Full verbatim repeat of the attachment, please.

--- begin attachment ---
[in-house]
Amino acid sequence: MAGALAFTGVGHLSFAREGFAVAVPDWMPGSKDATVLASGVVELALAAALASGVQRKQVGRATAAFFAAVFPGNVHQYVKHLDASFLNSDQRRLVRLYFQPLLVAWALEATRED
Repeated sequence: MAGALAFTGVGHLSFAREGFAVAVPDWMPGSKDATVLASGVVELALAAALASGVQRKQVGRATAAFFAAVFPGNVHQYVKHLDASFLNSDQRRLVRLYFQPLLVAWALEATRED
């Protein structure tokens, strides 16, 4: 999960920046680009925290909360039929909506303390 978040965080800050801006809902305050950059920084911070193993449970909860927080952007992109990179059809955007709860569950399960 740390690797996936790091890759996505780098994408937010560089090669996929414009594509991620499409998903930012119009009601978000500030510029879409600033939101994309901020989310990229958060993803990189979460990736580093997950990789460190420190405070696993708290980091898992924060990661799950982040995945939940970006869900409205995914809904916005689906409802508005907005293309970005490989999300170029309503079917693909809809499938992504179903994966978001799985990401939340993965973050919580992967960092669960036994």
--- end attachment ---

[in-house]
Amino acid sequence: MAGALAFTGVGHLSFAREGFAVAVPDWMPGSKDATVLASGVVELALAAALASGVQRKQVGRATAAFFAAVFPGNVHQYVKHLDASFLNSDQRRLVRLYFQPLLVAWALEATRED
Repeated sequence: MAGALAFTGVGHLSFAREGFAVAVPDWMPGSKDATVLASGVVELALAAALASGVQRKQVGRATAAFFAAVFPGNVHQYVKHLDASFLNSDQRRLVRLYFQPLLVAWALEATRED
């Protein structure tokens, strides 16, 4: 999960920046680009925290909360039929909506303390 978040965080800050801006809902305050950059920084911070193993449970909860927080952007992109990179059809955007709860569950399960 740390690797996936790091890759996505780098994408937010560089090669996929414009594509991620499409998903930012119009009601978000500030510029879409600033939101994309901020989310990229958060993803990189979460990736580093997950990789460190420190405070696993708290980091898992924060990661799950982040995945939940970006869900409205995914809904916005689906409802508005907005293309970005490989999300170029309503079917693909809809499938992504179903994966978001799985990401939340993965973050919580992967960092669960036994």